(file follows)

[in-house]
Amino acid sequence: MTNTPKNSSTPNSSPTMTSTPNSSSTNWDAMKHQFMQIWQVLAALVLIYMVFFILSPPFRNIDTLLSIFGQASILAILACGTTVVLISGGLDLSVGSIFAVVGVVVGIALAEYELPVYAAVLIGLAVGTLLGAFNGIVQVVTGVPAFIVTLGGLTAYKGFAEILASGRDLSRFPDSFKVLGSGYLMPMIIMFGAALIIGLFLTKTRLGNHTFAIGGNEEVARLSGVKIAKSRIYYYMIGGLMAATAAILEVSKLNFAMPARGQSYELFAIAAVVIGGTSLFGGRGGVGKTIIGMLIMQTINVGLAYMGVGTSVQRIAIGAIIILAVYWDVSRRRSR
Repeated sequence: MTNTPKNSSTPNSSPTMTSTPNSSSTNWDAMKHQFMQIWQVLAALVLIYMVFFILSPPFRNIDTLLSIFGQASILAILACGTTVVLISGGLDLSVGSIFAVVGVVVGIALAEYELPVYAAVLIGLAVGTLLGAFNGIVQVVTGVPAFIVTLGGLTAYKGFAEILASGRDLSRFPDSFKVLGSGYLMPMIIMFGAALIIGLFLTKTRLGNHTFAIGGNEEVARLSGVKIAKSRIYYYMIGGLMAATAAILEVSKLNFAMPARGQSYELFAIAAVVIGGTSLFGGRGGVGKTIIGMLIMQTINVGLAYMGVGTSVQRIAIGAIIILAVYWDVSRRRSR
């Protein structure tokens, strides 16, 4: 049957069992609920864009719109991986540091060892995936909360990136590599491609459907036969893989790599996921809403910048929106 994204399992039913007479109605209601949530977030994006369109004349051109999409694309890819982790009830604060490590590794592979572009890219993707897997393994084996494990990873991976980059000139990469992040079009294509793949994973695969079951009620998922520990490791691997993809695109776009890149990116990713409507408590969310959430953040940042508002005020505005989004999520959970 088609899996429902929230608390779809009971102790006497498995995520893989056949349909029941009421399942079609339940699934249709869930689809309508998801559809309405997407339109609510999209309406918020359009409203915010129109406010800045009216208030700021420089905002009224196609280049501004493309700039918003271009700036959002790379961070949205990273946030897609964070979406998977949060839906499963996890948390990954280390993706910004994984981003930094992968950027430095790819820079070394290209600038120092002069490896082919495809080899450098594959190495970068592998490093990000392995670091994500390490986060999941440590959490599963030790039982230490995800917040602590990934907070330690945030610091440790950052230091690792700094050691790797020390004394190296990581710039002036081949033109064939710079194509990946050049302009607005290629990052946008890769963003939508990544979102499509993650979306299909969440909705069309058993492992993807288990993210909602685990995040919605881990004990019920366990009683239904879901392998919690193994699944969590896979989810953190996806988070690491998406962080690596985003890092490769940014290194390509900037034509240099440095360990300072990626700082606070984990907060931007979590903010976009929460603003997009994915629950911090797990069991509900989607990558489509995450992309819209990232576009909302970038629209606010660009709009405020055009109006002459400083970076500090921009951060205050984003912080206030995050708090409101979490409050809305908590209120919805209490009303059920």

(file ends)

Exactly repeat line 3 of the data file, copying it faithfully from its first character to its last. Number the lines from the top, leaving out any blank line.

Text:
Repeated sequence: MTNTPKNSSTPNSSPTMTSTPNSSSTNWDAMKHQFMQIWQVLAALVLIYMVFFILSPPFRNIDTLLSIFGQASILAILACGTTVVLISGGLDLSVGSIFAVVGVVVGIALAEYELPVYAAVLIGLAVGTLLGAFNGIVQVVTGVPAFIVTLGGLTAYKGFAEILASGRDLSRFPDSFKVLGSGYLMPMIIMFGAALIIGLFLTKTRLGNHTFAIGGNEEVARLSGVKIAKSRIYYYMIGGLMAATAAILEVSKLNFAMPARGQSYELFAIAAVVIGGTSLFGGRGGVGKTIIGMLIMQTINVGLAYMGVGTSVQRIAIGAIIILAVYWDVSRRRSR